When I first saw this EP in the new album lineup for the week, I recognized the name but couldn't quite remember why, so I assumed Lana Del Rey was probably top-40. It took all of a half a second of listening for me to realize that she's not only nowhere near top-40, but also the subject of last year's major new-artist hullabaloo, when, after her video for "Video Games" went viral, it was discovered that she had already released a failed album as Lizzie Grant (real name), and this was her second chance at stardom. I even remember reading this article on Slate when the whole thing happened (which is an interesting piece, especially if you're a fan), but still not caring enough to actually listen to her music. Until today, of course, when I had to.
My first observation about this album was that it will never be a record I enjoy. Which isn't to say it's necessarily bad, but it's overly-serious and moody, two traits which I simply can't abide in music (or anything else, for that matter). Even more upsetting to me than its tortured self-importance, however, is the way in which Del Rey presents herself the listener; the same retro, dead-eyed glam that she exudes in pictures shines through in her voice as well, whether she's employing a low, pretty/ugly tone (like on "Ride"), or a kittenish come-hither coo (like on "Yayo"). There's no doubt that this EP evokes a mood - between the swirling, building symphonic synths that characterize the music and Del Rey's barely-controlled vocal somersaults, the listener finds themselves firmly settled in a seedy bar sipping Old Fashioneds and watching coked-up lounge singer Del Rey swoon on stage before the hulking bouncer drags her off in a semi-conscious heap to have his way with her backstage - it's just not a mood I happen to like.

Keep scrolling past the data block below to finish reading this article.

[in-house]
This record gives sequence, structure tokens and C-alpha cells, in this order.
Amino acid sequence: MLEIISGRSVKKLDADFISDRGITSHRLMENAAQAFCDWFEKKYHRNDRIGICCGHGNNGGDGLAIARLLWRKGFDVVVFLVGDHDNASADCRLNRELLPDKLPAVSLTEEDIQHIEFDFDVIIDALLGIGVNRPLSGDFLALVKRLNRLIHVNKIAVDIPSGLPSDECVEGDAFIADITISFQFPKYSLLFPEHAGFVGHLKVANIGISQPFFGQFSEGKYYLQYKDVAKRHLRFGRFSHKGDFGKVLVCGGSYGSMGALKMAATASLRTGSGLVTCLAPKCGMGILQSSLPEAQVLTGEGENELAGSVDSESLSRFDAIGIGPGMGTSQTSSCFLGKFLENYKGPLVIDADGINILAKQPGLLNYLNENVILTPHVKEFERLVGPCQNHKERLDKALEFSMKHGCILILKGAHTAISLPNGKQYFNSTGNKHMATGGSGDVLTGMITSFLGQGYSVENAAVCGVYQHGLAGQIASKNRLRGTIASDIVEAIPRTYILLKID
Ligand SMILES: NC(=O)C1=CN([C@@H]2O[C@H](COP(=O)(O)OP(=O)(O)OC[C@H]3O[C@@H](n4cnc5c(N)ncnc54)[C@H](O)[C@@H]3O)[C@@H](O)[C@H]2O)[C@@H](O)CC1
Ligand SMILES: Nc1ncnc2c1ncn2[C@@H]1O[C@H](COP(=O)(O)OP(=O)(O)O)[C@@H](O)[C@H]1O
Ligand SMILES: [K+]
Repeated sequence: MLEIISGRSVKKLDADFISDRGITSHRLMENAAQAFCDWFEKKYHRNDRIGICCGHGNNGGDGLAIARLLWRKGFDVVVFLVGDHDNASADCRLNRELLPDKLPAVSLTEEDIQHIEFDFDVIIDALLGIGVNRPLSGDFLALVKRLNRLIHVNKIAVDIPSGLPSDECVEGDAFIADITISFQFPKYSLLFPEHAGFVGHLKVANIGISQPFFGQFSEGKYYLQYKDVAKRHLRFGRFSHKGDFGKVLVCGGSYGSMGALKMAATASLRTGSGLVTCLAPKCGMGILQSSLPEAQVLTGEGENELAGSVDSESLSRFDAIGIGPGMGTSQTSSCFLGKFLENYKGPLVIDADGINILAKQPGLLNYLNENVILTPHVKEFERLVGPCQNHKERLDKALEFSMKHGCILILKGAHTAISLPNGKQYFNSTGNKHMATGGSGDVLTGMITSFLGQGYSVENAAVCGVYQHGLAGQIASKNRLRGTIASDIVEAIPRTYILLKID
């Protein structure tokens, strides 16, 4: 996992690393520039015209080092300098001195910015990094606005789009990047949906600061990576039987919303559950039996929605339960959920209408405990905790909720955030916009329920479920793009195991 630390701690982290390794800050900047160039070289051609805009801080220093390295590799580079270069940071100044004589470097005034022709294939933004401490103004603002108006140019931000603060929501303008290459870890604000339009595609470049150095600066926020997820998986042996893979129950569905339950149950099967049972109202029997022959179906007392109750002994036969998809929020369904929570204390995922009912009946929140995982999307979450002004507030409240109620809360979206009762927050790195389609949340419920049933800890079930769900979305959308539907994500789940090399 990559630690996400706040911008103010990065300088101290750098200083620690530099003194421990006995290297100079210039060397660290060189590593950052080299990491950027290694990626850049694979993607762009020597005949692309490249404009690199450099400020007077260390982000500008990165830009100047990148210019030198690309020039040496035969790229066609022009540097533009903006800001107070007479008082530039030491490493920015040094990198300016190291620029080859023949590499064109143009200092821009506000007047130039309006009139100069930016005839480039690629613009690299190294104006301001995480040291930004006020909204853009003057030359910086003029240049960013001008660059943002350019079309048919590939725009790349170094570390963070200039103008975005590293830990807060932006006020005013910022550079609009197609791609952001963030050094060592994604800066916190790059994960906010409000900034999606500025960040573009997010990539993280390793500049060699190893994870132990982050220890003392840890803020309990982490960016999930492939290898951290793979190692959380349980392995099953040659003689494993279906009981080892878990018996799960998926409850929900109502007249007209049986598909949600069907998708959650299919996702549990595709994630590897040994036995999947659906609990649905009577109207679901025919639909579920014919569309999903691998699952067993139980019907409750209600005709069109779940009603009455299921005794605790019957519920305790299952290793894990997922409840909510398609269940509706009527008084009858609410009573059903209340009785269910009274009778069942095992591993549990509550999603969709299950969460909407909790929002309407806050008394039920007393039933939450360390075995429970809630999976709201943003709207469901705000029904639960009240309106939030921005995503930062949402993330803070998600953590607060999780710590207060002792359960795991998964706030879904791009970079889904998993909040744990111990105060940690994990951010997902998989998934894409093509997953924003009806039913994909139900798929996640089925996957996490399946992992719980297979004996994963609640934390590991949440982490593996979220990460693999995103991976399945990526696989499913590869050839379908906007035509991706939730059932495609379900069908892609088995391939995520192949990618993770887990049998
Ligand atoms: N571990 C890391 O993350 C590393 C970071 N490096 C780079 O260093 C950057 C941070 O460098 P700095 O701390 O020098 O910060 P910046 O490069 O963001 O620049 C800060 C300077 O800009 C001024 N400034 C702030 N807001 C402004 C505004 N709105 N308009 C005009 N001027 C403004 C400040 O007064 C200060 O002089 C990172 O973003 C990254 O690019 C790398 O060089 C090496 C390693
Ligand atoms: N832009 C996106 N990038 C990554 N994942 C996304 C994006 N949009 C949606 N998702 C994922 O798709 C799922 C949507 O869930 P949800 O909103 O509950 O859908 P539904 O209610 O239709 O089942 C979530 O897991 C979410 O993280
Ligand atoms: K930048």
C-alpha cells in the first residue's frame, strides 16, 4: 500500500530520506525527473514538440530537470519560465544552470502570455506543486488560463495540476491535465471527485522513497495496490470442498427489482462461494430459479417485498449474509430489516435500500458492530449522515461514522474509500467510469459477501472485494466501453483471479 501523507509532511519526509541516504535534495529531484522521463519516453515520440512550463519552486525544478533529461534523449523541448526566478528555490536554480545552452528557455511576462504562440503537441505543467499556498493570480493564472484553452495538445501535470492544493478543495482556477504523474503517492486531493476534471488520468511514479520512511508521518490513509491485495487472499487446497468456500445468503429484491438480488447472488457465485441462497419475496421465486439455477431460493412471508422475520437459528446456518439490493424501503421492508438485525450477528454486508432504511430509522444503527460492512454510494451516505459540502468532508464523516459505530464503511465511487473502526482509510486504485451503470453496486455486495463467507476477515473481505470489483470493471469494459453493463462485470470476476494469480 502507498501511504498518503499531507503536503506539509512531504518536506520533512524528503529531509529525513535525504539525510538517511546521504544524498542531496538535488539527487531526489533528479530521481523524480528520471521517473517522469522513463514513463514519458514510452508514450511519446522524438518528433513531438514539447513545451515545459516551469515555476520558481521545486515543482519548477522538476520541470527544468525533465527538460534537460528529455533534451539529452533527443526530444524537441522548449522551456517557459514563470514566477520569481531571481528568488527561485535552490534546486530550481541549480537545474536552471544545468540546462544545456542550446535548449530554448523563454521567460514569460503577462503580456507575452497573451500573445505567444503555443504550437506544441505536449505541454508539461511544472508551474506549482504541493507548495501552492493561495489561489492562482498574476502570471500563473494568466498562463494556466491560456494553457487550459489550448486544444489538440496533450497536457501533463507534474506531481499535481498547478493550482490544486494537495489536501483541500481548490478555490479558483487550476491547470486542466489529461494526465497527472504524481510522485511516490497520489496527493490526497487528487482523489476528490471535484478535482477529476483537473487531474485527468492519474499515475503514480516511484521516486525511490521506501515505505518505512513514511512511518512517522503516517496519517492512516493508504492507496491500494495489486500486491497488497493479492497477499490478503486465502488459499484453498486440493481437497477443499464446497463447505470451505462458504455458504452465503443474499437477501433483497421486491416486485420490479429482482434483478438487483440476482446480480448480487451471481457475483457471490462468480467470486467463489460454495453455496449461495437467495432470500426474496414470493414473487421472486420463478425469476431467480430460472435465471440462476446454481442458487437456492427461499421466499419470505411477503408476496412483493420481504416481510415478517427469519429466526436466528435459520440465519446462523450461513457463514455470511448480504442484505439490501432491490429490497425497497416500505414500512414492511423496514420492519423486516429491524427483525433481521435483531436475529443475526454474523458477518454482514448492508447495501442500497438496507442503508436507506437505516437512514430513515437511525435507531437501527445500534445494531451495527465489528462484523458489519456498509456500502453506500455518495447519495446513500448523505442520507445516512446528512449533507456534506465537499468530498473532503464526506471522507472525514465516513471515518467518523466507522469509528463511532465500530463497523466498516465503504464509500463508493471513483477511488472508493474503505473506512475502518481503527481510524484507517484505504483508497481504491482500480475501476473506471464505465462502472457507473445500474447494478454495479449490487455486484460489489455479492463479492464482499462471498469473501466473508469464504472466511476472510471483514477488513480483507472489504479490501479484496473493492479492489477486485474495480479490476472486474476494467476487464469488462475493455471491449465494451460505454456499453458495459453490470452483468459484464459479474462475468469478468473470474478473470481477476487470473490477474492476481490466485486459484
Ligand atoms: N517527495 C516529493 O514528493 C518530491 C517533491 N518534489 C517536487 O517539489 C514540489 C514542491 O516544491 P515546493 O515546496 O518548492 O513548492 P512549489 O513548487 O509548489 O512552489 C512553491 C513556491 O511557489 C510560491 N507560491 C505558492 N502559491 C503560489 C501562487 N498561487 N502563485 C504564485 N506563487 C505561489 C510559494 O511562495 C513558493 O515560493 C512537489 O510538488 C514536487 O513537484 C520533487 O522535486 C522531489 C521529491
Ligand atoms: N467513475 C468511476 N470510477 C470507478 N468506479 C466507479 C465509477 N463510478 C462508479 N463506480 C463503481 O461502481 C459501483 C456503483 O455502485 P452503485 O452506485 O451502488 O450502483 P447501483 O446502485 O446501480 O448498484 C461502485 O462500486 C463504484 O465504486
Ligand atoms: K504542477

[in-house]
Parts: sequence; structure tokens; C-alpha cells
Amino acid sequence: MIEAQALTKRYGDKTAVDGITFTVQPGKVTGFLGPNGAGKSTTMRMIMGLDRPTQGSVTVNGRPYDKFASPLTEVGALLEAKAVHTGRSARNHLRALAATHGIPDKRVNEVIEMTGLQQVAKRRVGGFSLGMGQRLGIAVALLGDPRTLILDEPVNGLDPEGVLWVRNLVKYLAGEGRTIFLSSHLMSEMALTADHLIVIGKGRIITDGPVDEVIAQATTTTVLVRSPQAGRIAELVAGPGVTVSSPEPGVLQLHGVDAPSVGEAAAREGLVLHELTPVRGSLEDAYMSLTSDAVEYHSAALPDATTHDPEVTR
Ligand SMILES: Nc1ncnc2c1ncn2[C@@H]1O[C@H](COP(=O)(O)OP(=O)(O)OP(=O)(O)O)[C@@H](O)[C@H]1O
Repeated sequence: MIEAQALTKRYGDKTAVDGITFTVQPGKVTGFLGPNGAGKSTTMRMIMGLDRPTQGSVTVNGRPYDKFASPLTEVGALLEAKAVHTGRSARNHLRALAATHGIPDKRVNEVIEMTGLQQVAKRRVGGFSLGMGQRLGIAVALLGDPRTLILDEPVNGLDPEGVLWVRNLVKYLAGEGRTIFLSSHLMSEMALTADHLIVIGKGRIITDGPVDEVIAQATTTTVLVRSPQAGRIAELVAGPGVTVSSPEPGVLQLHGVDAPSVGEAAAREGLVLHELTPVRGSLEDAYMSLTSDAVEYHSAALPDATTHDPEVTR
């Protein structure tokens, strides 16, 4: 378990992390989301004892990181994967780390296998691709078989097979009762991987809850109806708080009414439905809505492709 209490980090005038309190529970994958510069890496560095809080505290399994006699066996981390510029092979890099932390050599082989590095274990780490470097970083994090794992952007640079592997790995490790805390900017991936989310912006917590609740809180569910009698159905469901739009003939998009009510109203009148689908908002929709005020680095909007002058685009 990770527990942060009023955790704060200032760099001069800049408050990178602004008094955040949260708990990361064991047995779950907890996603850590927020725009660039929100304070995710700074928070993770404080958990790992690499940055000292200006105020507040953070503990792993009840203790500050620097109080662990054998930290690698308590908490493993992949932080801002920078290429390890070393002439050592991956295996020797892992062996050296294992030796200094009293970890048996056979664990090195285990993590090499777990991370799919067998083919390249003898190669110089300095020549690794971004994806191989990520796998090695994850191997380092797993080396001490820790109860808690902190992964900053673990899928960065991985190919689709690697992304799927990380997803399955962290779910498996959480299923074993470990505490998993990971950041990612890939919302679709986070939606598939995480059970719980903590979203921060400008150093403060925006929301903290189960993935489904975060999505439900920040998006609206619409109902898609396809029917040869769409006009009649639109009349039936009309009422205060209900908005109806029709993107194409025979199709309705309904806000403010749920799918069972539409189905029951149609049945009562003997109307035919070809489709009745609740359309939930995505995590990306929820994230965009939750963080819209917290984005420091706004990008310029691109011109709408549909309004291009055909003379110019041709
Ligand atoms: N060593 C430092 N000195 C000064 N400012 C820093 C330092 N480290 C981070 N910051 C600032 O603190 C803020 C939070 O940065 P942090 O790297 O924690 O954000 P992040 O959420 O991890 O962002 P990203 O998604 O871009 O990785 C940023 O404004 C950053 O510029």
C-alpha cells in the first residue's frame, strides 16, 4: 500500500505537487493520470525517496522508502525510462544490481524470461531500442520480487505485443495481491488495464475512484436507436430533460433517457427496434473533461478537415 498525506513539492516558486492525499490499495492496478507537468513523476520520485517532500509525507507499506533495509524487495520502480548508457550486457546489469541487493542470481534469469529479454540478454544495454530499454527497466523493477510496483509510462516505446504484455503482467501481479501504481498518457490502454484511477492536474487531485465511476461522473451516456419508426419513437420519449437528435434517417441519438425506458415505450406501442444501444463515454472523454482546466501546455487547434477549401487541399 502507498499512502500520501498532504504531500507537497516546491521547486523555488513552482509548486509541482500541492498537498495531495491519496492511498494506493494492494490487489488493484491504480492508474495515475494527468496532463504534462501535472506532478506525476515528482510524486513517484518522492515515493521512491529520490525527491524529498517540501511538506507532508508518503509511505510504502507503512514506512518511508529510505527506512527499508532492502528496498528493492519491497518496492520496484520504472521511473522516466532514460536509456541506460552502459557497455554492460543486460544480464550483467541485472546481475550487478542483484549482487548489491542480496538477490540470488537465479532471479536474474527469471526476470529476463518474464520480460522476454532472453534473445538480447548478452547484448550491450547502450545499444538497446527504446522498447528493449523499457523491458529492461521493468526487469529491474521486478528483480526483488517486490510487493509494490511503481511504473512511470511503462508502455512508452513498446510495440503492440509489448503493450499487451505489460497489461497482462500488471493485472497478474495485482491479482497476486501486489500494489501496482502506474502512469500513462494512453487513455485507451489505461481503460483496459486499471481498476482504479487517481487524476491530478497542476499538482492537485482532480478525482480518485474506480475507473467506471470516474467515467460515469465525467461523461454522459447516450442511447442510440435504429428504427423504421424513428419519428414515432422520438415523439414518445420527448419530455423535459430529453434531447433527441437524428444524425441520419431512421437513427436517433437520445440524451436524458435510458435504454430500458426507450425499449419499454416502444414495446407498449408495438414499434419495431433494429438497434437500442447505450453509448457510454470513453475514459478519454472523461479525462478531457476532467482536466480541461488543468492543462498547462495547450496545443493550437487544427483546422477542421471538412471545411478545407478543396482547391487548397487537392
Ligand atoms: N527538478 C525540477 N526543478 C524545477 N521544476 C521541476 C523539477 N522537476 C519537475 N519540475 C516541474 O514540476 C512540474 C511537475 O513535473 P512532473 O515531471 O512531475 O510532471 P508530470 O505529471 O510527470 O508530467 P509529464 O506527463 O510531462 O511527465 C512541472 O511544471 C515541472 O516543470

And then, of course, there are the lyrics. When Del Rey sings things like "My pussy tastes like Pepsi-Cola/My eyes are wide like cherry pies/I gots a taste for men who're older/It's always been so it's no surprise" (on "Cola"), she paints herself as a willing victim, a portrayal that carries through to pretty much every other song on the album as well (like on "Gods & Monsters", when she says "In the land of gods & monsters/I was an angel/Looking to get fucked hard/Like a groupie incognito posing as a real singer"). Coupled with her fascination with infamously woebegone figures from the past (I heard references to Jim Morrison, Marilyn Monroe, and Elvis, amongst others), Del Rey's passivity overtakes the record - a characteristic which it must share with her full-length release, at least according to that Slate article I referenced earlier. And while the writer of that piece came away with a generally positive impression, saying that her tragic sexpot demeanor "begins to resemble an outright critique of female passivity", I couldn't help but find it a celebration of the idea instead. So when Del Rey coos "Let me put on a show for you, daddy" (on "Yayo") with an unsettling combination of the macabre and the burlesque, I get a squicky feeling deep inside. And I really, really don't want to watch.